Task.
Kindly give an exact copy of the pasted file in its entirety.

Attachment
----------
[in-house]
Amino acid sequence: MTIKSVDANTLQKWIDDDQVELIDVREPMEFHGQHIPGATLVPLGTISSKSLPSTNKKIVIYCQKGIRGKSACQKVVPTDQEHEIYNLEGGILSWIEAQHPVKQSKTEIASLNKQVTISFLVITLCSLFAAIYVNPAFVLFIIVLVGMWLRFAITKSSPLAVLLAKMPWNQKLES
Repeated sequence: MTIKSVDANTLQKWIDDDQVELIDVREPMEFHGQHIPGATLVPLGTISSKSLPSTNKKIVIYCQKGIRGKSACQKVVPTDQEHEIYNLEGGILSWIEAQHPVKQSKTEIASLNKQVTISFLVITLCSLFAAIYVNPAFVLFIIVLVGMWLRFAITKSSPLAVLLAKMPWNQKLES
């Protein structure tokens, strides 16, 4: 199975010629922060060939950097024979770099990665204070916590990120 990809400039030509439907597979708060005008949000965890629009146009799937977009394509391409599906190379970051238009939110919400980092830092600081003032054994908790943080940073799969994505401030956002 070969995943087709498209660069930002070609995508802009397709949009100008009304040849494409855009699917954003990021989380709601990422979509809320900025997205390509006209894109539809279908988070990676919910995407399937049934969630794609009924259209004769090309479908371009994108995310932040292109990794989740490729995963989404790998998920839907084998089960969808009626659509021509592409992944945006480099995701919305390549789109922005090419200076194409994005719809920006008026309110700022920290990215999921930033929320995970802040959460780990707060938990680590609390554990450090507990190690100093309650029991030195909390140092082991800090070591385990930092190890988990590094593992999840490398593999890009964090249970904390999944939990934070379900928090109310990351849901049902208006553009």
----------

[in-house]
Amino acid sequence: MTIKSVDANTLQKWIDDDQVELIDVREPMEFHGQHIPGATLVPLGTISSKSLPSTNKKIVIYCQKGIRGKSACQKVVPTDQEHEIYNLEGGILSWIEAQHPVKQSKTEIASLNKQVTISFLVITLCSLFAAIYVNPAFVLFIIVLVGMWLRFAITKSSPLAVLLAKMPWNQKLES
Repeated sequence: MTIKSVDANTLQKWIDDDQVELIDVREPMEFHGQHIPGATLVPLGTISSKSLPSTNKKIVIYCQKGIRGKSACQKVVPTDQEHEIYNLEGGILSWIEAQHPVKQSKTEIASLNKQVTISFLVITLCSLFAAIYVNPAFVLFIIVLVGMWLRFAITKSSPLAVLLAKMPWNQKLES
């Protein structure tokens, strides 16, 4: 199975010629922060060939950097024979770099990665204070916590990120 990809400039030509439907597979708060005008949000965890629009146009799937977009394509391409599906190379970051238009939110919400980092830092600081003032054994908790943080940073799969994505401030956002 070969995943087709498209660069930002070609995508802009397709949009100008009304040849494409855009699917954003990021989380709601990422979509809320900025997205390509006209894109539809279908988070990676919910995407399937049934969630794609009924259209004769090309479908371009994108995310932040292109990794989740490729995963989404790998998920839907084998089960969808009626659509021509592409992944945006480099995701919305390549789109922005090419200076194409994005719809920006008026309110700022920290990215999921930033929320995970802040959460780990707060938990680590609390554990450090507990190690100093309650029991030195909390140092082991800090070591385990930092190890988990590094593992999840490398593999890009964090249970904390999944939990934070379900928090109310990351849901049902208006553009």